The Taipei Universiade Organizing Committee yesterday said that spectators can have their tickets refunded if the Games are interrupted by Tropical Storm Hato.
The Central Weather Bureau yesterday at 2:30pm issued a land alert for Hato, advising residents of Taitung and Pingtung counties and especially the Hengchun Peninsula (恆春半島) to take precautionary measures against strong winds and heavy rain.
Although the storm is expected to mainly affect southern Taiwan, the committee said it will work with the bureau to keep a close eye on it and take emergency response measures if necessary.
Committee spokesman Yang Ching-tang (楊景棠) said emergency response measures, which were planned ahead of the Games, include dismantling and removing temporary equipment, such as timing and scoring systems, audience seats and tents for referees.
An international technical committee will decide whether to delay or cancel events, Yang said.
“If a match is delayed or canceled due to weather, spectators will be able to have their tickets refunded,” he added.
According to the Universiade’s official Web site, ticket holders to events that are delayed or canceled can get a refund within seven days of the cancelation, without having to pay a 10 percent transaction fee, excluding package tickets.
SPEEDING ELETRIC VEHICLES: Available without license requirements, the low-cost vehicles, especially if illicitly modified, can often reach a dangerous speed The government should crack down on illegal electric bicycles and scooters, the non-profit Consumers’ Foundation said on Friday, citing research on the potentially dangerous speed of the vehicles. Electric bicycles and lightweight electric scooters have gained popularity as they do not require registration and riders do not need licenses, the foundation said, adding that as many as 40 percent of them can reach speeds exceeding the legal limit of 25kph for non-licensed two-wheelers. Some consumers also purchased legal electric vehicles and modified them to reach higher speeds, it said. “If the government does not step up efforts to confiscate these
‘RELIABLE PARTNER’: US Secretary of Health and Human Services Alex Azar praised the ‘Taiwan model,’ saying that the nation brought its spirit to its COVID-19 response The first memorandum of understanding (MOU) on health cooperation between the Ministry of Health and Welfare and the US Department of Health and Human Services was yesterday signed at the Centers for Disease Control in Taipei. The memorandum was signed between the American Institute in Taiwan (AIT) and the Taipei Economic and Cultural Representative Office in the US, by AIT Director Brent Christensen and Taiwan Council for US Affairs Chairperson Jen-ni Yang (楊珍妮). US Secretary of Health and Human Services Alex Azar and Minister of Health and Welfare Chen Shih-chung (陳時中) witnessed the signing of the memorandum, designed to enhance the nations’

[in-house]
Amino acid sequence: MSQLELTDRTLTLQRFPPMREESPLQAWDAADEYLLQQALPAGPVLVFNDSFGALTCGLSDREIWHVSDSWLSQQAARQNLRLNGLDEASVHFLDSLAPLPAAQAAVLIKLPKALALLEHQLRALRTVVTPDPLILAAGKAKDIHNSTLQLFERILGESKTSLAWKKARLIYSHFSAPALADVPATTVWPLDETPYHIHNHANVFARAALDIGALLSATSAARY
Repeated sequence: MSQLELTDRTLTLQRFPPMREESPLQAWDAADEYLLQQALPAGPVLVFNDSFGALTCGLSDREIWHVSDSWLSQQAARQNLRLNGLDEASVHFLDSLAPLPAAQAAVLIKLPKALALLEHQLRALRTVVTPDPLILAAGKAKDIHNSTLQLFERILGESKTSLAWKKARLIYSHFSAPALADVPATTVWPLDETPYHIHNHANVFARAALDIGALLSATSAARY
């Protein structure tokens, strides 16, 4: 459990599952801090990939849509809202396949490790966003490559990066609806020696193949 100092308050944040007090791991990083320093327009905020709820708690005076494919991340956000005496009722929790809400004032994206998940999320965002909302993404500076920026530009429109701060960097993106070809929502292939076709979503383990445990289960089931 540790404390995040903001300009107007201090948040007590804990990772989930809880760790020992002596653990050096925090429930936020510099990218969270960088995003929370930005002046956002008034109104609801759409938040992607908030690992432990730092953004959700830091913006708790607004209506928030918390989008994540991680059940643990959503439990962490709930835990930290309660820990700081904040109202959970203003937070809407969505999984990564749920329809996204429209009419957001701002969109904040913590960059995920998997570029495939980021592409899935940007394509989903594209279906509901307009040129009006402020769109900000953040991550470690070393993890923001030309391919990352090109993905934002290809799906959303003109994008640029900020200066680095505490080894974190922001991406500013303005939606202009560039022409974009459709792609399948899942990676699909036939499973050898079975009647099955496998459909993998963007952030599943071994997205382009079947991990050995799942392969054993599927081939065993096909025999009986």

Minister of Foreign Affairs Joseph Wu (吳釗燮) yesterday tweeted a welcome to Somaliland’s first representative to Taiwan, Mohamed Omar Hagi Mohamoud, who arrived on Friday. Mohamoud had “braved Chinese pressure” to take up his new post, Wu wrote. “The fact ‘sovereignty & friendship aren’t for sale’ deserves international recognition,” referring to a Somaliland media report earlier this month that Somaliland President Muse Bihi Abdi had rejected an offer by the Chinese government in exchange for ending its rapprochement with Taiwan. Wu also thanked the US National Security Council (NSC) for praising Taiwan-Somaliland ties. A council tweet on July 10 praised Taiwan
The US on Thursday removed a warning against all international travel, and placed Taiwan on a list of 13 destinations where the risk of COVID-19 transmission is “very low.” The list was compiled almost five months after the US Department of State issued a “global level 4 health advisory,” urging US citizens to avoid all international travel. On Thursday, the department announced that it was lifting the advisory, saying that “with health and safety conditions improving in some countries and potentially deteriorating in others, the Department is returning to our previous system of country-specific levels of travel advice.” The US